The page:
Crawley Observer Column, Wednesday 24th October 2018

The Police have had a difficult time over recent years. In our area alone over 700 officers have been lost since the Conservatives entered Government and even with a recent boost in recruitment, the service is forced to go on operating with hundreds fewer  officers than they had just a few years ago.

Despite the denials, the consequences of this are plain, with the rise of knife-crime on our streets and regular reports from residents of drug dealing taking place on their doorsteps. It’s common sense: if you cut police numbers, law and order suffers.

While I’ve no direct say over how the police operate, as council leader people often reach out to me to express frustration when they find calls to 101 going unanswered, when officers won’t respond to a break-in taking place on their property or when children launching fireworks at cars goes ignored.

There is no excuse why, in one of the wealthiest countries in the world, residents should be forced to wonder whether if the worst happens the emergency services will actually respond, if they can even be reached. Yet, even if the big stuff could be addressed, much of what was once taken for granted is no longer being delivered by the police.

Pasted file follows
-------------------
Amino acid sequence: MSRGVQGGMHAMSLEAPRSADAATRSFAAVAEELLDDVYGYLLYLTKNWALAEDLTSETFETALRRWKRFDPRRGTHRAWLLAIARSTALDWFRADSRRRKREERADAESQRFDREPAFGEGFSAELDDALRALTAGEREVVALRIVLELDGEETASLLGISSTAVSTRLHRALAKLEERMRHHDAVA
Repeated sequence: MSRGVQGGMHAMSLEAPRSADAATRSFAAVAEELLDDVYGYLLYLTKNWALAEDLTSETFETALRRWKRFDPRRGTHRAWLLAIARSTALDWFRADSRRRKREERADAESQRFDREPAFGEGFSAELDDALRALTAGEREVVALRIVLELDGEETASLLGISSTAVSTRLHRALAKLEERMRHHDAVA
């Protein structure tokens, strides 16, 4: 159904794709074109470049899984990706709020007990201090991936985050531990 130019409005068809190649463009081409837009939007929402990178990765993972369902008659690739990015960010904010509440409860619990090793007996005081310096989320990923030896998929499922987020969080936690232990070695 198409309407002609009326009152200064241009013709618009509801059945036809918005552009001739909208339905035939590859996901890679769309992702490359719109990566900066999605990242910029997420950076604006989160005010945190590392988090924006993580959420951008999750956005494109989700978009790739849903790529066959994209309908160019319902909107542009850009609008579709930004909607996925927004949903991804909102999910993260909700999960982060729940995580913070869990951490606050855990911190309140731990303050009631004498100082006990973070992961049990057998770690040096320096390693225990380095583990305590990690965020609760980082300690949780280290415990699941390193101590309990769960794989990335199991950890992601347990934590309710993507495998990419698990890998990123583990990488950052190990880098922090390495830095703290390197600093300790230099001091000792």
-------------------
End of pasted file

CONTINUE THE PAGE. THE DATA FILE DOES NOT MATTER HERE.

We were told earlier this month that Sussex Police will no longer deal with lost property. While that is a very minor thing to lose the range of antisocial behaviour issues now going unaddressed, when the police are the only ones with the power to act, is not minor, it has a big impact on the life of a community.

Nationally, Labour has committed to putting another 10,000 police officers back on the beat, if elected into Government. It is sorely needed, but Crawley shouldn’t have to wait for another General Election to get the policing residents deserve. That’s why I’m campaigning locally with Crawley Labour members to put pressure on Sussex’s Police and Crime Commissioner to allocate the town the policing resources we need to ensure that once residents’ once again know that when they contact the police they will get a meaningful response.

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